No convictions in assault and torture case involving Your Black Muslim Bakery members
By Thomas Peele, The Chauncey Bailey Project
OAKLAND — A jury Monday deadlocked on assault charges against three men who once were members of Your Black Muslim Bakery and acquitted a fourth, ending a two-week trial with no convictions.
Jurors told Superior Court Judge Jeffrey Horner that they could not reach verdicts against Dahood Bey and Basheer Muhammad, who were accused of leading an attack Dec. 21, 2008, against a man who rented a room from Bey. Bey also was charged with torture.
Ajuwon Muhammad, the third defendant, was acquitted on a robbery charge; jurors said they could not agree on an assault charge against him. The fourth defendant, Jibrial Muhammad, Ajuwon’s brother, was acquitted of assault, the only charge he faced.
Ajuwon Muhammad was returned to jail because of a probation violation. Bey and Basheer Muhammad remain free on bail. The three are scheduled to appear in court March 1, when a second trial could be scheduled.
The jury of six men and six women began deliberations Thursday morning. Its foreman told Horner on Monday afternoon that the panel was hopelessly deadlocked on a majority of the charges.
Prosecutor Patrick Moriarty left court without commenting. Defense lawyers also would not discuss the case, citing the judge’s order not to do so.
The defendants were charged with beating a man on Bey’s orders Dec. 31, 2008, at a house in East Oakland. The victim testified that as many as 12 men took part in the assault. He suffered four broken ribs, a badly swollen eye and other injuries.
Defense lawyers repeatedly had challenged the credibility of the victim, saying he had started a fight with Bey and Basheer Muhammad, lost it and invented a story out of ego and a hope that he could qualify for victim compensation funds to pay his medical bills.
They pointed out that he had once knocked out a Pittsburg police officer with a single punch and had hit a pregnant woman in a dispute over a parking place.
Michael Cordoza, Bey’s lawyer, told the jury in his closing argument that there was a lack of evidence in the case. Joseph Penrod, a public defender who represented Basheer Muhammad, called the victim a “very cunning” man adept at manipulating people. Moriarty argued that Bey was the captain of a paramilitary organization modeled on the Nation of Islam’s Fruit of Islam. Bey ordered the attack because the victim had disrespected one of his men who lived in the house and threatened to kill him, the prosecutor said.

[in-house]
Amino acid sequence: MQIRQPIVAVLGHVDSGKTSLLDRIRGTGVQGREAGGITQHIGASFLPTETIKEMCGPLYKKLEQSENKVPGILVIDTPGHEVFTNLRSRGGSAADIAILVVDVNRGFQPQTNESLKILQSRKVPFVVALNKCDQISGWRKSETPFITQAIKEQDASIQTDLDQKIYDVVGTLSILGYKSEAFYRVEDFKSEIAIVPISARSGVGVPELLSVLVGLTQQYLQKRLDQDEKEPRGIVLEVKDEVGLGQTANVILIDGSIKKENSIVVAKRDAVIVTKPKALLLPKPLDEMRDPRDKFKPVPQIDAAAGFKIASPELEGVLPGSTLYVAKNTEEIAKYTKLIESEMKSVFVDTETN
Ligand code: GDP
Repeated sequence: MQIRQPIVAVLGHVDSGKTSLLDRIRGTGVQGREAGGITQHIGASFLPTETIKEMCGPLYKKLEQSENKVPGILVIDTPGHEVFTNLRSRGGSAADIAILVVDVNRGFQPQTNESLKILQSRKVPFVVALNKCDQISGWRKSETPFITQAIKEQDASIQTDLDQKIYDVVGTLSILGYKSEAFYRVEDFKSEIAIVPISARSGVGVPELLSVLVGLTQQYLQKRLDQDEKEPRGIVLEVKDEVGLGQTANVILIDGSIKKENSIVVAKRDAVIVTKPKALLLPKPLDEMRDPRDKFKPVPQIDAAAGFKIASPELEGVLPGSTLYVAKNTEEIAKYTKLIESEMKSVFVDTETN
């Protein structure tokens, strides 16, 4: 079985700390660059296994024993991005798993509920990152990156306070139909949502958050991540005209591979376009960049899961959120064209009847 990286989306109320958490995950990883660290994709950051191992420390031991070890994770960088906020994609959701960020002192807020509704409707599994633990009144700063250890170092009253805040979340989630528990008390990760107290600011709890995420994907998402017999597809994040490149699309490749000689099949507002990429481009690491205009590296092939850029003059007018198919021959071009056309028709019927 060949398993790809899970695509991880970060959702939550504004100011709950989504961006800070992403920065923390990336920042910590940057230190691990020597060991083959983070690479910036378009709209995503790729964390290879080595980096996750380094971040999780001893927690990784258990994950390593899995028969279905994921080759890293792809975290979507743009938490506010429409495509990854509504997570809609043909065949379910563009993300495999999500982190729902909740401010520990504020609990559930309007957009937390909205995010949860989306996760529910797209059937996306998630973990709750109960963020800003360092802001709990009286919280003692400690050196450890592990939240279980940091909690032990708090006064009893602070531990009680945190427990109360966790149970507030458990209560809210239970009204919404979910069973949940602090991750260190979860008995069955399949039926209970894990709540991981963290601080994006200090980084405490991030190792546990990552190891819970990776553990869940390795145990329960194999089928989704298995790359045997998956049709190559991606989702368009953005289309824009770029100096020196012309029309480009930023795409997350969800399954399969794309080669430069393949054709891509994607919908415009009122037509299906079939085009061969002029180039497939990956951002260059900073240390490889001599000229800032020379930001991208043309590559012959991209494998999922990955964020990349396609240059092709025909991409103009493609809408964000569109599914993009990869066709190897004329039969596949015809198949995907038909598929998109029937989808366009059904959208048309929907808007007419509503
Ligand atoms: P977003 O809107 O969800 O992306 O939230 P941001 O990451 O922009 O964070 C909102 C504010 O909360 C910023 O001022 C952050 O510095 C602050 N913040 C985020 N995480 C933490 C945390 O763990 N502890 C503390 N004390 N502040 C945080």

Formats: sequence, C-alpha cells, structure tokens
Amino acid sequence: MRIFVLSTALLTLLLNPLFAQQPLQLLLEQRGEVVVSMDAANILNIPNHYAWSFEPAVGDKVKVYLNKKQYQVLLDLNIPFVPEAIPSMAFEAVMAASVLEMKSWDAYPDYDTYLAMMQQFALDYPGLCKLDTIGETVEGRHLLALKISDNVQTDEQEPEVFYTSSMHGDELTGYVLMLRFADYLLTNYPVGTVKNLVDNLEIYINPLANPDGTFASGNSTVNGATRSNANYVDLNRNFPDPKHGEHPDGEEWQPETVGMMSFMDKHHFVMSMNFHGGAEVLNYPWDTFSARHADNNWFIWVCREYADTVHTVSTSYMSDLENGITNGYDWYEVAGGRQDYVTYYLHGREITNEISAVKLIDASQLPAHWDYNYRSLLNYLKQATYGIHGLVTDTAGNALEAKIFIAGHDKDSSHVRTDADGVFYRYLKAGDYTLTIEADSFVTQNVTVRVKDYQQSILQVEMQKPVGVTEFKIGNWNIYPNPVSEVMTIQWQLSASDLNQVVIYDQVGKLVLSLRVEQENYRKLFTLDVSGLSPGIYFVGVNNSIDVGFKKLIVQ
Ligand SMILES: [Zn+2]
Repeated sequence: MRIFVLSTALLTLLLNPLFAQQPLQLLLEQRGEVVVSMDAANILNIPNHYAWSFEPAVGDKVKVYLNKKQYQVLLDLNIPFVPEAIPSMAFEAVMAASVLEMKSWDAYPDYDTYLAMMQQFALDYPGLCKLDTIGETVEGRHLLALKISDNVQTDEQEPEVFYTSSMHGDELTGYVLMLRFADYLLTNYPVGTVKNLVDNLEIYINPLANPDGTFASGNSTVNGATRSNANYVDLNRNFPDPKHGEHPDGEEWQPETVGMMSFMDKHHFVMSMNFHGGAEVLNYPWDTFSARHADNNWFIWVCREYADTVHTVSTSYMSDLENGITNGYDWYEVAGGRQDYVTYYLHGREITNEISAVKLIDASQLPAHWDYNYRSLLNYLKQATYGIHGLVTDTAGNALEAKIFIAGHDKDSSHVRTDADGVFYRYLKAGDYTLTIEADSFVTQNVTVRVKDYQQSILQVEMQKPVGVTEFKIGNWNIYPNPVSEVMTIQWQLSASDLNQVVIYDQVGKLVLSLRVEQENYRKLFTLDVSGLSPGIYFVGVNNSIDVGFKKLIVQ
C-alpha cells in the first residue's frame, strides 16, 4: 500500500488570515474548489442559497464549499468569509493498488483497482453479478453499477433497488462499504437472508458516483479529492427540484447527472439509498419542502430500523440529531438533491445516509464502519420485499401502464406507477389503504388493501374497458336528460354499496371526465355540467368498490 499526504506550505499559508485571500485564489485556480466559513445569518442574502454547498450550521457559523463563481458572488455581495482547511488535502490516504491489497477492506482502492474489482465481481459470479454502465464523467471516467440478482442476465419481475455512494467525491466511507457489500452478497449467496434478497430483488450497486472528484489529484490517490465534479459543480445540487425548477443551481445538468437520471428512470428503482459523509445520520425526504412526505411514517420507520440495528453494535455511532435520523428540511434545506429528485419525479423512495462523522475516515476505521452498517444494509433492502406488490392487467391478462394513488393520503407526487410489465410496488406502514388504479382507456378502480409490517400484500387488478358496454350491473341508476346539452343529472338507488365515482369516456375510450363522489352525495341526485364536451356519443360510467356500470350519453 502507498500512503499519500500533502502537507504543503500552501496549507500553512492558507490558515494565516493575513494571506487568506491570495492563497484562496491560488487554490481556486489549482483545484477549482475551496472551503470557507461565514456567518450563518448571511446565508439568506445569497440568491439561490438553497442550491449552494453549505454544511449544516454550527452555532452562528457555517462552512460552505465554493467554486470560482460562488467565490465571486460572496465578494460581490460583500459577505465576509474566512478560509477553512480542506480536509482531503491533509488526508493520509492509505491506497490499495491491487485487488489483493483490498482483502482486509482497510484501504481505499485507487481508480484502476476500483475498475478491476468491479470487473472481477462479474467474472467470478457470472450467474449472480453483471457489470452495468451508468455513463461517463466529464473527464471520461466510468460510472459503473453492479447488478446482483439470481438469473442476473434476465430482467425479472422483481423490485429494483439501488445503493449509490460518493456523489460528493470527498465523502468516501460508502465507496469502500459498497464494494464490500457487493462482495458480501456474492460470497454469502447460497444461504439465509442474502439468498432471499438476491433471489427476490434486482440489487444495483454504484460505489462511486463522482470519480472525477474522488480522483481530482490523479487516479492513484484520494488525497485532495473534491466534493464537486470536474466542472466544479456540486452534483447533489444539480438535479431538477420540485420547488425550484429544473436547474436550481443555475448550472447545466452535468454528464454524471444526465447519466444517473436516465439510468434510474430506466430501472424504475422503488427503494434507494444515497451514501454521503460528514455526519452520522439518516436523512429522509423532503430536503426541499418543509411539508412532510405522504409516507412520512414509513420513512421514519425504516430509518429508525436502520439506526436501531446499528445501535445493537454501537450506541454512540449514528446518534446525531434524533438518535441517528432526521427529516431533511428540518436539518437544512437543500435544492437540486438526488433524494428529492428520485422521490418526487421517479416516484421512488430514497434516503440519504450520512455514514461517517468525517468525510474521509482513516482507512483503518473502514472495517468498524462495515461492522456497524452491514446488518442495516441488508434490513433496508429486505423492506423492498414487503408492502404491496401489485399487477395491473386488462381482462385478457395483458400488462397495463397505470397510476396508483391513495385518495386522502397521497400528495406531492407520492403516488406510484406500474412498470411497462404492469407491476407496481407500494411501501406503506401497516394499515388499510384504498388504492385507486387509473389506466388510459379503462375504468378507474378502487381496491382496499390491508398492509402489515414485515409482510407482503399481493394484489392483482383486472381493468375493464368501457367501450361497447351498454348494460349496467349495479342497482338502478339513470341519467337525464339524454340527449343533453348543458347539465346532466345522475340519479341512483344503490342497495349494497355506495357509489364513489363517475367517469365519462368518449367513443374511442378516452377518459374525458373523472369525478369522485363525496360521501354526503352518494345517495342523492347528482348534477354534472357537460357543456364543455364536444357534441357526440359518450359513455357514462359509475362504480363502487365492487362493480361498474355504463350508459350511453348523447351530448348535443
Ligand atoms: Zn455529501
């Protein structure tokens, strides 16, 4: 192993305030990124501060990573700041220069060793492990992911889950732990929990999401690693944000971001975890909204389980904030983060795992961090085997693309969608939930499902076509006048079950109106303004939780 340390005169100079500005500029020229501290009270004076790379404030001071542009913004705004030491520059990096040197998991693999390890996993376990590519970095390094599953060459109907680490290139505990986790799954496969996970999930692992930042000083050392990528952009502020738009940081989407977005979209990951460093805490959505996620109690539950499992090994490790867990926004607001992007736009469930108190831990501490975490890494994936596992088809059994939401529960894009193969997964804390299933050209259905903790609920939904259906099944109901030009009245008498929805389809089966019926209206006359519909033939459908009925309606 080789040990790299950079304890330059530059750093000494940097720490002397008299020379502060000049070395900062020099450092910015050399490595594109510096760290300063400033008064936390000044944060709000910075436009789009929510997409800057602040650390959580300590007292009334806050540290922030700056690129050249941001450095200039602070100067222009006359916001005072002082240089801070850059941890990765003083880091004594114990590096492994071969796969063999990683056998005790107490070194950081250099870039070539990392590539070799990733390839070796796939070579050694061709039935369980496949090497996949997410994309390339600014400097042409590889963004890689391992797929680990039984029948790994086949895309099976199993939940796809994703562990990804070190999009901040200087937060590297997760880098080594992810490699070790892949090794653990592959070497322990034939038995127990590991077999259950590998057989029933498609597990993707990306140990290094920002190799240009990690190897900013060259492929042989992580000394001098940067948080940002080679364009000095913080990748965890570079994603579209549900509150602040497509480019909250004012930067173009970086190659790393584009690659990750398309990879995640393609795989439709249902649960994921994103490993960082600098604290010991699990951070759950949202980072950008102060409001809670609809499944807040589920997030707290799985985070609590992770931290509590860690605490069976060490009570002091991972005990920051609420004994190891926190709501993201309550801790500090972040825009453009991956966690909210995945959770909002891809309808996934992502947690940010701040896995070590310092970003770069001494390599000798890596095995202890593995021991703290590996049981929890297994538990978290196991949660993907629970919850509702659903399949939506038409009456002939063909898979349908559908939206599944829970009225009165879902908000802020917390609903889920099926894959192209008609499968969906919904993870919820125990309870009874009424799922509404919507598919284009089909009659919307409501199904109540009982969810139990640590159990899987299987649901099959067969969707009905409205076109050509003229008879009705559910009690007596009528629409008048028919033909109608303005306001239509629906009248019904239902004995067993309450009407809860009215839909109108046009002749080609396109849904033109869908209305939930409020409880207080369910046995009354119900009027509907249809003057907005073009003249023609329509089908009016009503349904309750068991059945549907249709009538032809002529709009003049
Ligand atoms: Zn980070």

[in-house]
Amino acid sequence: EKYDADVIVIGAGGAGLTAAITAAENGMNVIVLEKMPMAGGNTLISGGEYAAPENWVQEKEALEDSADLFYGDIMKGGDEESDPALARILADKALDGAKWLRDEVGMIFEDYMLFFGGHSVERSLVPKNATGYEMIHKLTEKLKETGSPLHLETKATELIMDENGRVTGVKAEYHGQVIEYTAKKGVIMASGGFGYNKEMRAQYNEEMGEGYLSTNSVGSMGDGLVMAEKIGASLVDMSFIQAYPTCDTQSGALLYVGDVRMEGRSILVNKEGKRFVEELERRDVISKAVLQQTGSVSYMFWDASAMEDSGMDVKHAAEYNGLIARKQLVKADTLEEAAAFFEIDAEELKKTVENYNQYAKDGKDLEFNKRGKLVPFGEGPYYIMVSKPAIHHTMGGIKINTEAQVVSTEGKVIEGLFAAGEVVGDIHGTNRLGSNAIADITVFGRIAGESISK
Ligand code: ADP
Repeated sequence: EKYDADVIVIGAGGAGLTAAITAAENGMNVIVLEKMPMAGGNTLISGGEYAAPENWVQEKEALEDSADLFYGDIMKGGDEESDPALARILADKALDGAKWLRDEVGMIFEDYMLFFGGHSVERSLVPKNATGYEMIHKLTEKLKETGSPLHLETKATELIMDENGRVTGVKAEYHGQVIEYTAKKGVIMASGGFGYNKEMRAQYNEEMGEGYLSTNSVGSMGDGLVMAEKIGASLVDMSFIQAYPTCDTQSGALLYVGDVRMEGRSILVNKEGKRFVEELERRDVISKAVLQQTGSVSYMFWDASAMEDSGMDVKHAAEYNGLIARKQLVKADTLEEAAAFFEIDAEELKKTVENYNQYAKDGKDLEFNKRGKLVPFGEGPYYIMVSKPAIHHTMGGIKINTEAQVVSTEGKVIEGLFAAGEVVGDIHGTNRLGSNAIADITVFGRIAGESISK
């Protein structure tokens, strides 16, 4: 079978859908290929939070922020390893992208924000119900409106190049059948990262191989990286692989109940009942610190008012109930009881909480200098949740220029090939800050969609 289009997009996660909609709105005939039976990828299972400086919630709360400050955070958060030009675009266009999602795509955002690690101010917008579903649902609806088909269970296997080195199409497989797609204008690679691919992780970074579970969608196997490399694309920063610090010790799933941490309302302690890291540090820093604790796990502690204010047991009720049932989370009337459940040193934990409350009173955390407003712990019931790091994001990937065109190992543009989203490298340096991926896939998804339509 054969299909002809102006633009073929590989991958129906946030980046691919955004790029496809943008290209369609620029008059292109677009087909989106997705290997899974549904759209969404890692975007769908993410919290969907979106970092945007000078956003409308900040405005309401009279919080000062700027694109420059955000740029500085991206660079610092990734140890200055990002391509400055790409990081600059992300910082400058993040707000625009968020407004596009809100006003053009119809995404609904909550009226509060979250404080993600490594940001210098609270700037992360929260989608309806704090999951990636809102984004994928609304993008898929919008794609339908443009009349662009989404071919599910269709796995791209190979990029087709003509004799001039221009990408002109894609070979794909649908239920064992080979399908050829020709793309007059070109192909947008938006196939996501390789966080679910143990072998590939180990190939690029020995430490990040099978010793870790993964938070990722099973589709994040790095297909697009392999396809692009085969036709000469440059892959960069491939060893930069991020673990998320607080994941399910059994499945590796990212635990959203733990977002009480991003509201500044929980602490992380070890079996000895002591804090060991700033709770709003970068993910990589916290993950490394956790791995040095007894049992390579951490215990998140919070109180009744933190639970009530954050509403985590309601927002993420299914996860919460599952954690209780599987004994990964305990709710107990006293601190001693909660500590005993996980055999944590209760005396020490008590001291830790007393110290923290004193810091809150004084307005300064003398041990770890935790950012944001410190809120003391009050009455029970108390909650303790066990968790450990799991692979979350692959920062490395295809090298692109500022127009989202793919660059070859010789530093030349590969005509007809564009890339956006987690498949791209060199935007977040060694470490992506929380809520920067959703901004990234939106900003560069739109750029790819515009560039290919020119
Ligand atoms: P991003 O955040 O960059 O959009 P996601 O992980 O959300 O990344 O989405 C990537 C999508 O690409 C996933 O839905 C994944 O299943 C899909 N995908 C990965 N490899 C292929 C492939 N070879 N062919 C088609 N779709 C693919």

Bey was a spiritually adopted son of late bakery founder Yusuf Bey. Basheer Muhammad was one of Yusuf Bey’s lieutenants.
The victim, whom Moriarity asked not be identified because he fears for his life, testified that he is a member of the Nation of Islam. Dahood Bey is the leader of a separate, local Black Muslim sect, as was Yusuf Bey.
Penrod said in his closing argument that the victim “did what he could to make this about Your Black Muslim Bakery, but it isn’t.”
Ajuwon Muhammad, Basheer Muhammad’s son, was a follower of the bakery’s last leader, Yusuf Bey IV, and is his co-defendant in a fraud case involving fake identifications that were used to purchase luxury automobiles. He was also charged in a San Jose gun case, when officers said they saw him toss a 9 mm handgun out a car window.
He skipped bail and was later arrested in St. Louis. It was unclear Monday how the gun case was resolved.
Jibrial Muhammad, the defendant acquitted of a single assault charge Monday, was not present during the suspected attack on the victim, his attorney told the jury.
The victim had said he saw him after the suspected attack and later picked his photograph out of several shown to him by police.
Bey IV is jailed without bail on three murder charges, including on charges of ordering the 2007 killing of journalist Chauncey Bailey and two other men in 2007. In a separate case, he also is charged with kidnapping and torture. His murder trial is scheduled to begin in May.
Reach Thomas Peele at firstname.lastname@example.org.